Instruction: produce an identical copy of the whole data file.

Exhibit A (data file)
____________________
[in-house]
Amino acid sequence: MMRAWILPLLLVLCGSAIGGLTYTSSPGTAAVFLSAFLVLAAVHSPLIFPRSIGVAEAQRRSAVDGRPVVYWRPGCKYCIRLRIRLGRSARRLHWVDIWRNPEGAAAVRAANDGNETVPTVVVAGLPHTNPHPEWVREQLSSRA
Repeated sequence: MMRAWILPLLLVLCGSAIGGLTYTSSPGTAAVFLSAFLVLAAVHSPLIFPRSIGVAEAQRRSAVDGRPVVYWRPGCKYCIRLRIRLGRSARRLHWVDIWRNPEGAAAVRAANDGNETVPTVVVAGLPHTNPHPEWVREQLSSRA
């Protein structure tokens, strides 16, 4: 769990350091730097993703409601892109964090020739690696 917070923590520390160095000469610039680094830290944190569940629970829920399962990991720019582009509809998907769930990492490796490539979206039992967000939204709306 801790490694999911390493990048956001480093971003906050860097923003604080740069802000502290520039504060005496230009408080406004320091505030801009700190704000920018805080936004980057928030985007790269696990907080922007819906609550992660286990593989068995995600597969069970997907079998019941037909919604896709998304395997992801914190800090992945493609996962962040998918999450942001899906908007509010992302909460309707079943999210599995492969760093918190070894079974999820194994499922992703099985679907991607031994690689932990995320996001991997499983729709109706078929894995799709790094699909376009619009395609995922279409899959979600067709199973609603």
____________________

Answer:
[in-house]
Amino acid sequence: MMRAWILPLLLVLCGSAIGGLTYTSSPGTAAVFLSAFLVLAAVHSPLIFPRSIGVAEAQRRSAVDGRPVVYWRPGCKYCIRLRIRLGRSARRLHWVDIWRNPEGAAAVRAANDGNETVPTVVVAGLPHTNPHPEWVREQLSSRA
Repeated sequence: MMRAWILPLLLVLCGSAIGGLTYTSSPGTAAVFLSAFLVLAAVHSPLIFPRSIGVAEAQRRSAVDGRPVVYWRPGCKYCIRLRIRLGRSARRLHWVDIWRNPEGAAAVRAANDGNETVPTVVVAGLPHTNPHPEWVREQLSSRA
């Protein structure tokens, strides 16, 4: 769990350091730097993703409601892109964090020739690696 917070923590520390160095000469610039680094830290944190569940629970829920399962990991720019582009509809998907769930990492490796490539979206039992967000939204709306 801790490694999911390493990048956001480093971003906050860097923003604080740069802000502290520039504060005496230009408080406004320091505030801009700190704000920018805080936004980057928030985007790269696990907080922007819906609550992660286990593989068995995600597969069970997907079998019941037909919604896709998304395997992801914190800090992945493609996962962040998918999450942001899906908007509010992302909460309707079943999210599995492969760093918190070894079974999820194994499922992703099985679907991607031994690689932990995320996001991997499983729709109706078929894995799709790094699909376009619009395609995922279409899959979600067709199973609603």